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Coal Exchange on list of most important buildings in danger

29 May 2024 6 minute read
Coal Exchange. Image by Martin Shipton

Martin Shipton

Cardiff’s iconic Coal Exchange has been put on the Victorian Society’s list of the Top Ten Buildings in Danger in England and Wales for the second time.

The building has gone through a torrid few years, with part of it collapsing through neglect and allegations of serious financial irregularities involving two companies that were involved in running the hotel it became after ceasing to be a music venue.

A French Renaissance influenced building, it was designed by Seward & Thomas and built in 1884-86. It remains one of the most important 19th century buildings in Wales.

‘Foolish plans’

Actor and comedian Griff Rhys Jones, President of the Victorian Society, said: ‘I can’t believe this. The Coal Exchange is Cardiff. It symbolises the power that built this city and the story of the Coal King. Not only that. He is loved. As a very successful building and hotel.

“Foolish plans to modernise it have damaged it structurally but it is not irreparable and the Victorian Society insists that a proper plan to care for what is one of the most important buildings of the nineteenth century in Wales is provided.

“It was here that world coal prices were decided, and the first £1m cheque was signed in 1904. Obscured in the 1970s by an underground car park, parts of the building have been left to decay. It was recently used as a venue for musical gigs and offices until 2013 when security concerns forced its closure. After a long period of renovation, some of the most significant rooms were included in a plan that transformed part of the building into a hotel.

Coal Exchange. Image by Martin Shipton

“The part of the building which is a hotel, one of the most popular in Cardiff, has a high rating on TripAdvisor, but has been hit by maintenance problems and safety issues. In February 2023 a water pipe burst forcing the hotel to close.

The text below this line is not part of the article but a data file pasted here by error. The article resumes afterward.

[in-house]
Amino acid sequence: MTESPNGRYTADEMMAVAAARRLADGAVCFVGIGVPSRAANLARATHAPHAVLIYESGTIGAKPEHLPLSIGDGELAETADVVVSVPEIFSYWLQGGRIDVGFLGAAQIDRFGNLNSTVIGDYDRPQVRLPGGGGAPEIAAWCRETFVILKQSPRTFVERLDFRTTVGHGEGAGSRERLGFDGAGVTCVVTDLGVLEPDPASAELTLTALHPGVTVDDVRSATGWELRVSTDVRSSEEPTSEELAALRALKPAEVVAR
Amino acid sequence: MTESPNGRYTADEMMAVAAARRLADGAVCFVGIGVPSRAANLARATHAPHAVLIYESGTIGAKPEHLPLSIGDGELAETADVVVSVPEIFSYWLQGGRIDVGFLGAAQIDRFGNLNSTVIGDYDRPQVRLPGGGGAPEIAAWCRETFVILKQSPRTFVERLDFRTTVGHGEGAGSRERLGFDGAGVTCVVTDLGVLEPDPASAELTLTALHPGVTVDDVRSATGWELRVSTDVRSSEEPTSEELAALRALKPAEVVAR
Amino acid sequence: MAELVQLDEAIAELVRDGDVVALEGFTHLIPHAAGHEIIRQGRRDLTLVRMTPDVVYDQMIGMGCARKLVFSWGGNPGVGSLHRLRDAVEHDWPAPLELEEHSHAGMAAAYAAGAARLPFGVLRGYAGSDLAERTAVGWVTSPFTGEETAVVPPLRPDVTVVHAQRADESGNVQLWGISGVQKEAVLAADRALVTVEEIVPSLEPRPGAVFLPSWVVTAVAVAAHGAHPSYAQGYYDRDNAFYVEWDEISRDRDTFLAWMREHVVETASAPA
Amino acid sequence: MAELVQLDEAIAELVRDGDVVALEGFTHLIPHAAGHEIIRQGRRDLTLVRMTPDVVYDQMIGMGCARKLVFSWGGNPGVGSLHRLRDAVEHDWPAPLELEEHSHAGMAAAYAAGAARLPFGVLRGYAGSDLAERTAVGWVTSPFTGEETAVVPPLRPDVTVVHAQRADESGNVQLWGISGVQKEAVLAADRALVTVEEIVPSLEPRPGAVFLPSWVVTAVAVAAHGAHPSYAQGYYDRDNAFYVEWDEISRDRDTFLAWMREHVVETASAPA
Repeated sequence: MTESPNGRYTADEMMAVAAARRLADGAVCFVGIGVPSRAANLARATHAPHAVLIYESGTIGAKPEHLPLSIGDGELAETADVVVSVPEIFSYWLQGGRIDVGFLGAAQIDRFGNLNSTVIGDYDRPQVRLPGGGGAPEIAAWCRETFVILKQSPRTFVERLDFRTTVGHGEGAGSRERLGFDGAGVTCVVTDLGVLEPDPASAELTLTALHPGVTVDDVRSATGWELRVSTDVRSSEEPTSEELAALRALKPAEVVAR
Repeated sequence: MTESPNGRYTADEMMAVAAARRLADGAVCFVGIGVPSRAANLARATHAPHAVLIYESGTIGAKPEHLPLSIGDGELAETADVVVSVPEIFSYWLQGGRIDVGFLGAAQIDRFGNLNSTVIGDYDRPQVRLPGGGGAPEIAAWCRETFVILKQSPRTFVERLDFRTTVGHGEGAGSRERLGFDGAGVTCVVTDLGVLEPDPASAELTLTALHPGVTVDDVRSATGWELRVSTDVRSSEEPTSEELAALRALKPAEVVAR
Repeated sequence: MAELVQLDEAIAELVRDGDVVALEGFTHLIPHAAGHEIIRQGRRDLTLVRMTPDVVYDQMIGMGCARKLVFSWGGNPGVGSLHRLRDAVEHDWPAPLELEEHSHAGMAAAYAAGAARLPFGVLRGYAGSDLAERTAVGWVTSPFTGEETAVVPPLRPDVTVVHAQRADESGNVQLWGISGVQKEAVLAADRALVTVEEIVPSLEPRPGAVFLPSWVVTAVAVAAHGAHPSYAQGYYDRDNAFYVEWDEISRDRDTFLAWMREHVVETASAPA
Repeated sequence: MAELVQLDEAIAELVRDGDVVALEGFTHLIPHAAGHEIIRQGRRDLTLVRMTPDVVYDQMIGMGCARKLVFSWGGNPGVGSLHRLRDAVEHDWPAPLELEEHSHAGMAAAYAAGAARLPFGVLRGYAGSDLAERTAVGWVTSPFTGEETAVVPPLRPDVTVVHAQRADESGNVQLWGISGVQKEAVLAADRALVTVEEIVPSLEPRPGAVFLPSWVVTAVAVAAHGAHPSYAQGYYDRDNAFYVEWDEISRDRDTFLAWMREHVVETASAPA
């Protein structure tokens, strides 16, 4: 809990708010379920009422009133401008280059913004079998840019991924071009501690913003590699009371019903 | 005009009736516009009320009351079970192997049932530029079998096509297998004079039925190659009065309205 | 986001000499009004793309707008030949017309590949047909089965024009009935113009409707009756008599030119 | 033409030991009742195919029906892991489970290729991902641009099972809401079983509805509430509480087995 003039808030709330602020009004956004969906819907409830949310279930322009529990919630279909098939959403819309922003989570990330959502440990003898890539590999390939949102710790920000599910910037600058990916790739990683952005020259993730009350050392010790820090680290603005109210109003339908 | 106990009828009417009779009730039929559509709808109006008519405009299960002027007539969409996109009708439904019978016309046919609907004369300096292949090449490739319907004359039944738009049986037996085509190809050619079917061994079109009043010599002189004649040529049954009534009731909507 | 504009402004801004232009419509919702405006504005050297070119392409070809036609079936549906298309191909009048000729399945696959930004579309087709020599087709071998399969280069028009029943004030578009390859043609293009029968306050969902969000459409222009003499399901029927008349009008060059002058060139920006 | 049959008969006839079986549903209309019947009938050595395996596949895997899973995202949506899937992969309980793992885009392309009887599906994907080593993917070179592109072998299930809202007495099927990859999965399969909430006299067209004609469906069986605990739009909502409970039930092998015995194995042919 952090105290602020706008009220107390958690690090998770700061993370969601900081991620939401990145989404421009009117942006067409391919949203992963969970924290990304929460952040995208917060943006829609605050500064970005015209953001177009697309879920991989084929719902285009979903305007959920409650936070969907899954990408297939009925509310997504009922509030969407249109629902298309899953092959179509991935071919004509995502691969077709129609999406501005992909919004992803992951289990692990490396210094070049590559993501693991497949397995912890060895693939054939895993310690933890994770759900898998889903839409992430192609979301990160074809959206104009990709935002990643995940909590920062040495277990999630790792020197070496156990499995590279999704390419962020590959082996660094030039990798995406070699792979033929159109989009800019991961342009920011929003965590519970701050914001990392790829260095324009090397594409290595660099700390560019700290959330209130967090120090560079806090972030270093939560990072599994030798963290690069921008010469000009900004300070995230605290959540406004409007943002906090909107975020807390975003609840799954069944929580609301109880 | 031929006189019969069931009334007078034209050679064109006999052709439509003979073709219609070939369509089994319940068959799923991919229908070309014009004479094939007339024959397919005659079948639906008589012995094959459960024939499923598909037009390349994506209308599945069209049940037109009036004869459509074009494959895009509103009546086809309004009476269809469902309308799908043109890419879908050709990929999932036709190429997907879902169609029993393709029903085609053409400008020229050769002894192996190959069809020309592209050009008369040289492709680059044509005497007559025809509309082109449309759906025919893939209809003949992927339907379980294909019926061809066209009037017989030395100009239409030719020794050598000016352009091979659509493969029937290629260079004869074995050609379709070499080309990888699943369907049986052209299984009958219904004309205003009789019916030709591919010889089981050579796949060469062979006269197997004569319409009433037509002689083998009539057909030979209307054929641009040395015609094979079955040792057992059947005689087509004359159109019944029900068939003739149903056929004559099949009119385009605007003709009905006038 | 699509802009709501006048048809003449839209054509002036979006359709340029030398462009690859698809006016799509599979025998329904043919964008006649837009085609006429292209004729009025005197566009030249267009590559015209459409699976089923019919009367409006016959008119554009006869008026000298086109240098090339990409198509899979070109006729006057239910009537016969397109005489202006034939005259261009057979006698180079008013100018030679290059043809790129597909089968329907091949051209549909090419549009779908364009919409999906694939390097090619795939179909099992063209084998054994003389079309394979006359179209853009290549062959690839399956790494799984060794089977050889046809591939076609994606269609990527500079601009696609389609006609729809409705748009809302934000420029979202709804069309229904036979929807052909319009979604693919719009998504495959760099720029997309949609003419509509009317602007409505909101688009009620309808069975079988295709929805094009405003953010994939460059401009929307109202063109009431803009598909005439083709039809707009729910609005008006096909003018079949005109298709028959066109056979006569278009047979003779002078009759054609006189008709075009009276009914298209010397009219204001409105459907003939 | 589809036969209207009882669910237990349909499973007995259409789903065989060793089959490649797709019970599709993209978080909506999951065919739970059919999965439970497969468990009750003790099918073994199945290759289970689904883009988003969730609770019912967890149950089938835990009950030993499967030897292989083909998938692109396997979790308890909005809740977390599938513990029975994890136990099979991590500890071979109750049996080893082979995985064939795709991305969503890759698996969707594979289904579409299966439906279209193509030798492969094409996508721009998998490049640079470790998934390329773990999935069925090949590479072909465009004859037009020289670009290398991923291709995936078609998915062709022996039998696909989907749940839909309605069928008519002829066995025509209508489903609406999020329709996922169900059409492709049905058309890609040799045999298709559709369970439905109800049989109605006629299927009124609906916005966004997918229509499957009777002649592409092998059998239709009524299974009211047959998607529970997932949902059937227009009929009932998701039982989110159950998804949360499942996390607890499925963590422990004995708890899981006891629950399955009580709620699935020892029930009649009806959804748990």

“The water was accumulating so intensively that Cardiff council ordered that part of the building must be demolished due to concerns that it was not structurally sound, and a road was closed due to the risk of falling masonry.

“Aerial photos in the Welsh media have shown damage to the structure, with entire floors missing from roof to floor, with one side of the building now missing. Media reports have said that the section being demolished will be rebuilt, but it is not clear if this will happen.

“Cardiff Coal Exchange has been affected because its owners, a Liverpool company, Signature Group, went into administration creating headlines in local, Welsh and English national newspapers. For seven years, the company had acquired historic buildings across UK cities to redevelop them into hotels, offices and flats.

“The Coal Exchange was just one of these buildings. In April 2020 one of Signature Group’s largest subsidiaries, Signature Living Hotel Ltd, went into administration with debts of £113m. The hotel remained in business and in March this year it reopened in time for the Six Nations championship.”

“The Victorian Society and city conservation officers are concerned that this listed building is still not being properly serviced by the site’s current occupiers. The collapsed part needs to be rebuilt. After the recent closure and re-opening of the hotel under new ownership in Spring this year, there is growing concern about the future of a building that played a central role in Welsh history.

!A long-term sustainable plan needs to be found to reverse the deterioration of the building and ensure the preservation of this important piece of Welsh history.”

Coal Exchange. Image by Martin Shipton